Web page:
In all walks of life and in just about every career opportunity that exists in the United States, the individual employee decides under what type of circumstances he or she will choose to go to work. He or she will determine how much monetary compensation is sufficient and what level of respect and treatment is satisfactory enough to base a career there; to show up and put in hard work. Day after day. Week after week. Year after year. Season after season. Everyone has a choice.
Well almost everyone.
Whether you’re a urinal-scrubbing custodian doing yeoman’s work for 60 hours a week or a high-priced scumbag lawyer paying off his third home in Boca Raton, in most cases, you can quit working for who you currently work for and go find an environment better suited to your optimum level of comfort.
And isn’t that what America is all about?
The freedom to live your life the way you want to.
The freedom to work for people you want to work for and, who demonstrate in the commessurate manner, that they too want to work with you. That they value the relationship and the unique things you bring to the table.
And maybe most importantly: The freedom to pack up your shit at a moment’s notice and say, “You know what? I quit.”
Take this job and shove it.
Never was there ever a more American mantra. Really it’s more like an American birthright.
If you don’t like the way things are going for you in your current job, you always have that right to seek greener pastures. Polish up the ole resume, freshen up that impressive list of references and early in the morning, before you rush out to your despised current job or after you get home from another miserable day, crack a beer and go about finding yourself a new place to work. Economic Darwinism at its finest.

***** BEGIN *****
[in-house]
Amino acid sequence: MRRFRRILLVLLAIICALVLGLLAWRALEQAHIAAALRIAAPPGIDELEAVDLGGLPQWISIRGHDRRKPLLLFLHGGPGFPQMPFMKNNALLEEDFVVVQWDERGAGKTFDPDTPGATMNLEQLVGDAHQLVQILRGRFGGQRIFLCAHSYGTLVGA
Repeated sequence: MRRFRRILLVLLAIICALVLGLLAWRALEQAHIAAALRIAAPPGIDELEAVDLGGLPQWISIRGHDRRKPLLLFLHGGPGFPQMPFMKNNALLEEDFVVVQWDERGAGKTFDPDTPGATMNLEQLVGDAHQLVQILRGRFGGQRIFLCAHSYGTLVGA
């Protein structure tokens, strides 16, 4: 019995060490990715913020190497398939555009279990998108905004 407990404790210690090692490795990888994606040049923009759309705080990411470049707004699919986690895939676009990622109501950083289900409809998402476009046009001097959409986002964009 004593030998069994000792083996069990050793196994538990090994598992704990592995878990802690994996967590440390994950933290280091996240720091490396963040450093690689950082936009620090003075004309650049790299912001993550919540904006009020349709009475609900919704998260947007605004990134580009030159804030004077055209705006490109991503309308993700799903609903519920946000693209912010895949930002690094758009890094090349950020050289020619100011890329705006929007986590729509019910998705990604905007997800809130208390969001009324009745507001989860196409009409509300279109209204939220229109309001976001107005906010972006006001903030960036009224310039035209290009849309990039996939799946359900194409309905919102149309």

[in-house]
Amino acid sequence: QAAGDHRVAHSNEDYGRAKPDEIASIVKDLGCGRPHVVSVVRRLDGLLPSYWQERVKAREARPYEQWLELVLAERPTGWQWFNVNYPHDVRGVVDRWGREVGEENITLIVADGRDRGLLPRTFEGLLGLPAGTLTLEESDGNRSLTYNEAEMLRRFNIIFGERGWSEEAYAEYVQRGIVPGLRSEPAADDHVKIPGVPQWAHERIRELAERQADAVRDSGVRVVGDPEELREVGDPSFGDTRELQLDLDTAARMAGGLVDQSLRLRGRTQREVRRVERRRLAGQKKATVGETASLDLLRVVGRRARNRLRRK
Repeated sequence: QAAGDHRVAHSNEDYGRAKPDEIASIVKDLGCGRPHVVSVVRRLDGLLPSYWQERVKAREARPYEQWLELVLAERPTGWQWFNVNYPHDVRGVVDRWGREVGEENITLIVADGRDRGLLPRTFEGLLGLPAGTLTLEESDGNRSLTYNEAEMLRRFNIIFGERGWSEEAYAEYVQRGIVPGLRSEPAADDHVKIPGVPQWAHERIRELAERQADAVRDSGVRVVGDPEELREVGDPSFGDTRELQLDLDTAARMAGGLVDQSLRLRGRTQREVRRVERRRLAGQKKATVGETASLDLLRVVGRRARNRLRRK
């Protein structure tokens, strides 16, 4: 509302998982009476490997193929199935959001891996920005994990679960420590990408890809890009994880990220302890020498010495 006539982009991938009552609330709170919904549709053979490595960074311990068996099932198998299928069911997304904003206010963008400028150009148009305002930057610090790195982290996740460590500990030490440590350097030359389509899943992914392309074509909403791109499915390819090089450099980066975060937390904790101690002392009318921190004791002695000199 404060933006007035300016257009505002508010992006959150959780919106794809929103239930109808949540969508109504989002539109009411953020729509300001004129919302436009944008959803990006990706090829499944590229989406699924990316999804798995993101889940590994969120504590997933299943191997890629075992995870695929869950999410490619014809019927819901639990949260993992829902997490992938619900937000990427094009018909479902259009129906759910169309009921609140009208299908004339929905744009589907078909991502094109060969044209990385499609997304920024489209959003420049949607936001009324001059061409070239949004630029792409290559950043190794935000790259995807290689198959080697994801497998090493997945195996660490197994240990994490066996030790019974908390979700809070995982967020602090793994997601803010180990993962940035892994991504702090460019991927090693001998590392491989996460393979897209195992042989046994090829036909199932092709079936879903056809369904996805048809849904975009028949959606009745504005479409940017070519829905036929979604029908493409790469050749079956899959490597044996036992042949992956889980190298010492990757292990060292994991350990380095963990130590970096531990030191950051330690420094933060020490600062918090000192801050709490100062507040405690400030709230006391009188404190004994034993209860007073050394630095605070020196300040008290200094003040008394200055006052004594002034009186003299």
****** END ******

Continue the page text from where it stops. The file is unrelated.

Everyone has a choice, right?
Unless you’re Aaron Rodgers of course. Because if you’re Aaron Rodgers, who many would say is in the conversation for the most talented quarterback in NFL history, you would think someone like that would have some say in how he lives out his life and how he plays out his days. Certainly he should, right?
And right now the player who would be the most sought after in the entire league if he entered free agency is Aaron Rodgers. Yet Rodgers is forced to play for coach Mike McCarthy. He’s held captive by team president Mark Murphy and GM Brian Gutekunst and can’t go apply his trade wherever he would like. He is completely and totally stuck and he can do not one thing about it.
Well there is one thing.
How would you like to be in the conversation as being the best ever at what you do for a living and yet have zero control about where you live, where you work, who you work for and how you’re treated?
So now it (allegedly) comes to light that Rodgers is seeking an opt-out clause in his contract. Some on this site have made that out to be nothing but a money issue, that Rodgers wants to be the highest paid player moving forward and for many years to come.
That may very well be, but I think it’s more about having the freedom to be happy and make decisions even a janitor can make about his life.
It’s not always easy being Aaron Rodgers.